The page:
What’s your playing and coaching background?

I played at Roth High School in Dayton, Ohio where I was All-City and All-Area. Then, I went to Tennessee Tech and started all 4 years. I was fortunate to be on the OVC All-Freshmen Team and made all OVC. I went on to play professional basketball in Venezuela where we won the national championship both years I was there. I came back to coach at my high school alma mater as a freshmen coach and later moved onto coach at Dayton Dunbar as a JV coach. I received my 1st head coaching Job at Dayton Belmont High School and later coached at Dayton Christian. My first head coaching job in Utah was at Northridge High School where I was the assistant varsity coach. Later, I became the head coach at Salt Lake Christian Academy and then moved to Layton Christian Academy where I have been for the past 15 years.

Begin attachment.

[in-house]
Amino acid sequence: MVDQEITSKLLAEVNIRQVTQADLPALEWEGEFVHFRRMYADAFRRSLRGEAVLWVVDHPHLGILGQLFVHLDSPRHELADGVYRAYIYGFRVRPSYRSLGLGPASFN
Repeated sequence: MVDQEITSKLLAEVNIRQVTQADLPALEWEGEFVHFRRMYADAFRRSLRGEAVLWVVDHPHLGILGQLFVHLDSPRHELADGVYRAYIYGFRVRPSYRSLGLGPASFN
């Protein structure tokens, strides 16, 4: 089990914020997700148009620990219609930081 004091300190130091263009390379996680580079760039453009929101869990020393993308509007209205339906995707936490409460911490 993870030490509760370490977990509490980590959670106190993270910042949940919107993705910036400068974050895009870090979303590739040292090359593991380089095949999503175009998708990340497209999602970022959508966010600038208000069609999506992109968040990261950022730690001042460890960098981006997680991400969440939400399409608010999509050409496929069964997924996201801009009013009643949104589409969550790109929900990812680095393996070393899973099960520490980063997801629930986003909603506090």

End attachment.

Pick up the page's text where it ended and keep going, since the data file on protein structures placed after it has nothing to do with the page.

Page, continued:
Which coaches have been influential in your playing and coaching careers?

Tubby Smith, Jim Clemmons, Jim O’Brien (Dayton, Pacers) John Wooden.

What’s your overall coaching philosophy?

Good defense turns into great transition basketball, which the people love to see. Why not give the people what they want and fill up your arenas!

What do you want college coaches to know about your program, your players, etc?

That my players will be college ready on and off the court or they will not be in my program.

What’s the most important thing a student-athlete should focus on to put himself/herself in position to get successfully recruited by colleges?

First, be a student-athlete, not a athlete-student. Second, focus on playing an all around game and not just for points. Third, whatever your role is, do it to the best of your ability. Coaches recruit players to play certain roles.

How has college recruiting changed with the development of technology?

As I have watched the recruiting game evolve over my 36 years of coaching, instead of you personally calling each individual coach or sending them letters, you can just put your info and highlight films on FieldLevel for all coaches to see.